[Cake] ieee vs ietf stds for dscp mappings
moeller0 at gmx.de
Sun Nov 15 10:35:41 EST 2015
On Nov 15, 2015, at 15:52 , Toke Høiland-Jørgensen <toke at toke.dk> wrote:
> Sebastian Moeller <moeller0 at gmx.de> writes:
>> On the wifi-side my limited understanding of the access rules tell me,
>> that allowing clients to pick their qos marking can and will starve the AP of
>> TxOps, so unless the AP can enforce a unified tier for all clients the AP
>> should, in my humble opinion, actually pick its own marking (and medium access
>> probability) adaptively, depending on what the clients use, in a nice BE
>> environment stick to BE but if the clients start sending too many packets in the
>> two higher classes (dynamically measured threshold might be required) the AP
>> should up its game and switch its own packets to the same class. My rationale is
>> that the AP is going to have a better vantage point of the competing clients and
>> hence should be in a better position to guarantee some sort of fairness, than
>> any one client. Since this seems so simple, there probably is a very good
>> technical reason why this can not work, that I am just unable to see.
> The problem with WiFi is that there are actually two effects of QoS:
> There's the priority queueing (i.e. the four 802.11e queues work as
> strict priority queues), and there's the retransmission and back-off
> behaviour associated with each of the tiers.
Sure, not necessarily the best design, conflating two nominally orthogonal dimensions, no?
> The latter is what can cause starvation for other clients: Because
> the transmission and back-off settings for the "latency-sensitive"
> queues (VO and VI) are more aggressive, they will tend to starve out
> other things.
Yes, rrul tests between my macbook and my wndr3700v2 show this starvation issue nicely, the AP only gets the occasional TxOP…
> However, it's not guaranteed that the AP can detect that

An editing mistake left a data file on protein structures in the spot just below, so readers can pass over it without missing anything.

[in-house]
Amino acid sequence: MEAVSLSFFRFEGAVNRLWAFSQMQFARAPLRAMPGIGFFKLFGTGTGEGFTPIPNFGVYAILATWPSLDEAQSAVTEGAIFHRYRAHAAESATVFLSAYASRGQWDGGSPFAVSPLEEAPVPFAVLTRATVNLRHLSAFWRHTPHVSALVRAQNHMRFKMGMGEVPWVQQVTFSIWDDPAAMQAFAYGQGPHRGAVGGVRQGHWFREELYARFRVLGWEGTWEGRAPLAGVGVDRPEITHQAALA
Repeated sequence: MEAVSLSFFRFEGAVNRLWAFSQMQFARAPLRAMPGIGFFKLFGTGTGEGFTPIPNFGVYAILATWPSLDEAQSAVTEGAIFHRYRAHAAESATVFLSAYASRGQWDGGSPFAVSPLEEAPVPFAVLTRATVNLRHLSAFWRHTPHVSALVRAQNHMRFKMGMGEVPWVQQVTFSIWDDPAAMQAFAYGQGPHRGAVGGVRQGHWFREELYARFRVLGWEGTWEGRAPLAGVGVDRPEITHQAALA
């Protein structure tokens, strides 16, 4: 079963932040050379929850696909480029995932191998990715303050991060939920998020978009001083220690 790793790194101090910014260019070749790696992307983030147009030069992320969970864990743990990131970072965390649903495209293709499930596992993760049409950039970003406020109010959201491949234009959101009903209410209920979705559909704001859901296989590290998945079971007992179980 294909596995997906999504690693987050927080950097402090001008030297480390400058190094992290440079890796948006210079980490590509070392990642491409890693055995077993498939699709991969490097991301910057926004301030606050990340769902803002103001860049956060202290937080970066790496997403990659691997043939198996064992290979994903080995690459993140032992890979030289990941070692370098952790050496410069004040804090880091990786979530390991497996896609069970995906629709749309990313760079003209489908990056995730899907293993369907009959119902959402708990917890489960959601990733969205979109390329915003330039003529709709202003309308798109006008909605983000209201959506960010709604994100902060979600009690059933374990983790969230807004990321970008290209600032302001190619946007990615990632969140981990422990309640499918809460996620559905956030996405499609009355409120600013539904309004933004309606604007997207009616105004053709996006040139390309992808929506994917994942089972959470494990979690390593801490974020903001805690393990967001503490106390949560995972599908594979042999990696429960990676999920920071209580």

> this is happening (it would just see a lot of collisions).
How not, in a non-ad-hoc network the AP should be able to see all packets, no? (Okay maybe not packets from other APs, is the wifi header encrypted?)
> You could try
> to infer it by looking at the markings of the packets,
Yes, in its own network an AP (at least its wifi driver) should see the marking of all packets and hence should be able to tally them, I believe.
> but in principle
> there's no reason why a client can't use more aggressive transmission
> settings for packets that are not diffserv marked at the IP layer.
Sure, but since (currently) wifi is half-duplex, that more aggressive transmission by one client is going to bring down the cumulative bandwidth for all connected clients. So I see this ripe for gaming, the one aggressive client gets a much larger share of a reduced bandwidth pool while everyone else is going to suffer, including the AP. Under the assumption that the AP is going to be the arbiter in the wireless network (due to its vantage point) I beleve the AP needs to compete aggressively for TxOPs itself, otherwise all fairness/control is lost. Now, if one controls all clients and one is certain that no client is going to game the system, the AP can stay “passive”, but that is a classic example for differences between cooperative and preemptive “multitasking/resource-sharing” the first works better in the good cases but is easily gamed by noncooperative behavior of individual “players” while the second sacrifices some best case performance” for a much better defined worst-case performance (at least that is my layman’s understanding of the trade-offs between the two).
In the wifi case , I might add the co-operation approach is hindered by the fact that several APs / wireless networks might share the same frequency and hence TxOPs… As always, most likely I am missing relevant knowhow to realize the obvious ;)
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